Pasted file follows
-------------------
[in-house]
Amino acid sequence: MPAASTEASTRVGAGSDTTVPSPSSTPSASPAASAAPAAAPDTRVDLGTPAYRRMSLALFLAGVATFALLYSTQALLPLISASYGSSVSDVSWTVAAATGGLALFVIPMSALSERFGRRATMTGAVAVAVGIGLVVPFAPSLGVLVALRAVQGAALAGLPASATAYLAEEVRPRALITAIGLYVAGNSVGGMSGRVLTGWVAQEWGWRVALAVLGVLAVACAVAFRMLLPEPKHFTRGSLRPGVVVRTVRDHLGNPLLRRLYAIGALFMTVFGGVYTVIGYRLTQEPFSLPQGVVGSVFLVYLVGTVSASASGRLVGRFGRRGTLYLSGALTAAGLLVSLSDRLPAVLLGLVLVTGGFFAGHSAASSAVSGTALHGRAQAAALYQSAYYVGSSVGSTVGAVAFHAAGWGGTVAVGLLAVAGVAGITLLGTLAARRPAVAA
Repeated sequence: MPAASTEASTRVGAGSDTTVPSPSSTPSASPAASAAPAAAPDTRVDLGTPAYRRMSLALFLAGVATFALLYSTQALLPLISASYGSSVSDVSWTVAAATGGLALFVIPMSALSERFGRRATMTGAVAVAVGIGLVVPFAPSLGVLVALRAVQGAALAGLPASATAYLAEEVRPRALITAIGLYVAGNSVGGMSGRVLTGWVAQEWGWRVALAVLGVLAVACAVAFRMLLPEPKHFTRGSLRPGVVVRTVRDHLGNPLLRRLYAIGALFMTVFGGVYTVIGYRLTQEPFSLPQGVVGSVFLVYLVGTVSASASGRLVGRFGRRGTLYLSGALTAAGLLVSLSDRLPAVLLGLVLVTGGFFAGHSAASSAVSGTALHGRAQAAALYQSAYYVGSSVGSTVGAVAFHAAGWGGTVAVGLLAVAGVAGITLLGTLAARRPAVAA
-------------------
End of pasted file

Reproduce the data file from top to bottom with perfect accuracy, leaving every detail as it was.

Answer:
[in-house]
Amino acid sequence: MPAASTEASTRVGAGSDTTVPSPSSTPSASPAASAAPAAAPDTRVDLGTPAYRRMSLALFLAGVATFALLYSTQALLPLISASYGSSVSDVSWTVAAATGGLALFVIPMSALSERFGRRATMTGAVAVAVGIGLVVPFAPSLGVLVALRAVQGAALAGLPASATAYLAEEVRPRALITAIGLYVAGNSVGGMSGRVLTGWVAQEWGWRVALAVLGVLAVACAVAFRMLLPEPKHFTRGSLRPGVVVRTVRDHLGNPLLRRLYAIGALFMTVFGGVYTVIGYRLTQEPFSLPQGVVGSVFLVYLVGTVSASASGRLVGRFGRRGTLYLSGALTAAGLLVSLSDRLPAVLLGLVLVTGGFFAGHSAASSAVSGTALHGRAQAAALYQSAYYVGSSVGSTVGAVAFHAAGWGGTVAVGLLAVAGVAGITLLGTLAARRPAVAA
Repeated sequence: MPAASTEASTRVGAGSDTTVPSPSSTPSASPAASAAPAAAPDTRVDLGTPAYRRMSLALFLAGVATFALLYSTQALLPLISASYGSSVSDVSWTVAAATGGLALFVIPMSALSERFGRRATMTGAVAVAVGIGLVVPFAPSLGVLVALRAVQGAALAGLPASATAYLAEEVRPRALITAIGLYVAGNSVGGMSGRVLTGWVAQEWGWRVALAVLGVLAVACAVAFRMLLPEPKHFTRGSLRPGVVVRTVRDHLGNPLLRRLYAIGALFMTVFGGVYTVIGYRLTQEPFSLPQGVVGSVFLVYLVGTVSASASGRLVGRFGRRGTLYLSGALTAAGLLVSLSDRLPAVLLGLVLVTGGFFAGHSAASSAVSGTALHGRAQAAALYQSAYYVGSSVGSTVGAVAFHAAGWGGTVAVGLLAVAGVAGITLLGTLAARRPAVAA